Lawmaker Says VA Obstructed Legion Quality Review


A congressional staffer will accompany members of The American Legion during a survey of Department of Veterans Affairs regional centers after a VA official blocked representatives of the veterans group from meeting with employees at the Seattle facility.

House Veterans Affairs Committee Chairman Rep. Jeff Miller, R-Fla., believes the interference was a "deliberate and retaliatory" response to Legion testimony in December that the VA's accuracy rate on disability claims is significantly lower than the department claims.

"I caution that any obstruction to external review of [VA] work product is contrary to both transparency and government accountability," Miller said in a blistering Feb. 14 letter to VA Secretary Erik Shinseki. "It will not be tolerated. ... Moreover, actions taken to frustrate the reviews of The American Legion are hostile to both the mission of the [VA] and the interests of our nation's veterans."

To make sure there is no future obstruction of the Legion's work, a committee staffer will accompany Legion representatives on their VA center visits and report to him, Miller said.

The VA is not commenting on Miller's letter or the department's decision to bar employees from talking the Legion representatives.

"VA is reviewing the issues raised in Chairman Miller's letter related to the American Legion, and will respond to his office," spokeswoman Victoria Dillon said in an email on Thursday.

The Legion has been conducting its Regional Office Action Reviews for 15 years. The oversight reviews check on the quality of work and assess work processes. They're intended to serve the interests of the veterans and also the VA by providing the perspective of an interested outsider.

Legion officials were taken aback in January, however, when they were unable to meet with staff at the VA Regional Center in Seattle, Wash.

"We worked quite well with the VA before this," said Verna Jones, the Legion's national director for veterans' affairs and rehabilitation. Recently, however, "there has been some criticism of the VA in our [congressional] testimony, a difference of opinion on their accuracy rate. We've been vocal about that."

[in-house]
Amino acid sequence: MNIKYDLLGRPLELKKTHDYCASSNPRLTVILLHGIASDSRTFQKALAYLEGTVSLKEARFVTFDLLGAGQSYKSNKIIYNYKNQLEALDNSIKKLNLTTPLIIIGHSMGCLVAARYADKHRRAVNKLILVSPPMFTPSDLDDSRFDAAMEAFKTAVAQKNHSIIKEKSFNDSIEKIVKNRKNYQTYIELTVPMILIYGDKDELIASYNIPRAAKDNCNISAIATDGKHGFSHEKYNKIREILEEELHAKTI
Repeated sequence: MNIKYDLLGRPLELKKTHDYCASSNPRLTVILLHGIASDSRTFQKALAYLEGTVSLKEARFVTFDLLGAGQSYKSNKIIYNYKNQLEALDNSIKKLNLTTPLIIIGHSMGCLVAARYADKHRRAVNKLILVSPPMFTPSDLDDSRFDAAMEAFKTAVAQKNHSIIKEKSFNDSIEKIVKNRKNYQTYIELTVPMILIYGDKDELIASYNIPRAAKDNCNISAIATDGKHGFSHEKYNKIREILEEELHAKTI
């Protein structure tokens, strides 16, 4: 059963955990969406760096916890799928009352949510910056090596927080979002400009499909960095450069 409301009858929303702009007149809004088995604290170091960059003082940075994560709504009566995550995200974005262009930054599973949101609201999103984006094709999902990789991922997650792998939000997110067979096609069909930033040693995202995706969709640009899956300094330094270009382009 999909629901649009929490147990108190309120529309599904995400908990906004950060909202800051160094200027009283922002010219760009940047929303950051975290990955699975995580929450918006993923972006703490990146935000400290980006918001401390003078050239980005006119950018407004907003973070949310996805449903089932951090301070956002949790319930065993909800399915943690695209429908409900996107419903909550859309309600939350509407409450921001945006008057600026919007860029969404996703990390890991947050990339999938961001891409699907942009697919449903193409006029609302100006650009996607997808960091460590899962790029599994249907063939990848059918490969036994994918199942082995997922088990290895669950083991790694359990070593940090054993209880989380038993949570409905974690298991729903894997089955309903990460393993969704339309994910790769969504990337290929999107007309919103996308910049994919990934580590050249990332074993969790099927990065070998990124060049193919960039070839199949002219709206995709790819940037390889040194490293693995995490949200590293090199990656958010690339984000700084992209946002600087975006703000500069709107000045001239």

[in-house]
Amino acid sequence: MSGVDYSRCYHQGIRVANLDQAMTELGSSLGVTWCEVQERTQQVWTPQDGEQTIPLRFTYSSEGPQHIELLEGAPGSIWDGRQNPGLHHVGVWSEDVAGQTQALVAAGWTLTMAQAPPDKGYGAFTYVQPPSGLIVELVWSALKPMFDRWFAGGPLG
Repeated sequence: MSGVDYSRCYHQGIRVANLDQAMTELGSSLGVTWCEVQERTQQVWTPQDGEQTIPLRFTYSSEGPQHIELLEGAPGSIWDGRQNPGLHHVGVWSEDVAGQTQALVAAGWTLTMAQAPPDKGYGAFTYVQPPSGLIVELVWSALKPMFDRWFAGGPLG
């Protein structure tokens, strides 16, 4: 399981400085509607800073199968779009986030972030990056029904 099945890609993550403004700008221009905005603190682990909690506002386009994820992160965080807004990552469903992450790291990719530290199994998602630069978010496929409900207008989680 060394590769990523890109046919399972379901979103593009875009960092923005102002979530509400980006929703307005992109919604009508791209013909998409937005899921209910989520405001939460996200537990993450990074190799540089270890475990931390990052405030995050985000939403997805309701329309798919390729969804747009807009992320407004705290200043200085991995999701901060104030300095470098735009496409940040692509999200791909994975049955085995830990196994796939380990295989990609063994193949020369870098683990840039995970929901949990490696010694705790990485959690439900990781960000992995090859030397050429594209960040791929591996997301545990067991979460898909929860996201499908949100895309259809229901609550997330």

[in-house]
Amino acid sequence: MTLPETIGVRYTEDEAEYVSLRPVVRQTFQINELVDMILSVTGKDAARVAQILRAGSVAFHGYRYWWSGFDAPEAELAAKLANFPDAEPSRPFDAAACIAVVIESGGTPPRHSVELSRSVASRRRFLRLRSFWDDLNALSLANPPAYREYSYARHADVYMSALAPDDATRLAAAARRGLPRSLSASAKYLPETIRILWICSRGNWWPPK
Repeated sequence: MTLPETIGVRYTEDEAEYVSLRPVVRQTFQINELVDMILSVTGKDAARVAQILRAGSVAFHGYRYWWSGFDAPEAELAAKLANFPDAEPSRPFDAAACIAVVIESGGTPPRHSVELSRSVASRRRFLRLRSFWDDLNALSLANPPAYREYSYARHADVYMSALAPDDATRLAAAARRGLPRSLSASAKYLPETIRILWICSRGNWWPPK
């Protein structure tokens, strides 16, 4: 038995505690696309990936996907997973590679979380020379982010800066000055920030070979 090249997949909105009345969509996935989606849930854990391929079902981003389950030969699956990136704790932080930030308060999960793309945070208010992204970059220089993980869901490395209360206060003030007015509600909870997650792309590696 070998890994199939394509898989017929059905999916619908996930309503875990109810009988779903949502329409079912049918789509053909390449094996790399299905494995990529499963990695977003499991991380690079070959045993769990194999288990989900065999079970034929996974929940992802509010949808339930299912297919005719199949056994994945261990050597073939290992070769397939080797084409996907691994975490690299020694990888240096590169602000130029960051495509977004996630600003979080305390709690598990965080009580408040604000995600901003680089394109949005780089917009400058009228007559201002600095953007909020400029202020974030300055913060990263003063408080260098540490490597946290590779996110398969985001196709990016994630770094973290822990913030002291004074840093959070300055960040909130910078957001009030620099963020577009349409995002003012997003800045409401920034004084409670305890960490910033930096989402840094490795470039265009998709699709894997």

In December, a Legion official challenged the VA on its accuracy rate during a hearing of the House Veterans' Affairs subcommittee on disability and memorial affairs. The VA has said its accuracy rate is about 90 percent.

Zachary Hearn, deputy director of benefits for the Legion, said the Legion's review of 260 claims found errors in 55 percent.

In his letter to Shinseki, Miller pointed the finger at Under Secretary for Veterans Benefits Allison Hickey for obstructing the Legion ROAR team. Hickey has been a frequent target of congressional criticism, and Miller has previously called for her resignation.

In December, Sen. Richard Burr, R-N.C., ranking member of the Senate Veterans Affairs Committee, pressed Hickey over the conflicting statistics, noting that the Government Accountability Office and other organizations have also come up with numbers far different than the VA's.

The VA has continued to defend its own figures, arguing that the small samplings by the Legion, GAO and others don't give a full picture.

"Before we went to Seattle [Hickey] said she wouldn't allow us to talk to the employees," Jones said. "There may be some hurt feelings over us disagreeing with their [VA] accuracy rates, but we have a responsibility to be transparent and up front with our members and veterans in general. ... None of this is intended to hurt anyone or speak ill of anyone. But it is intended to be honest so we can help veterans."

-- Bryant Jordan can be reached at

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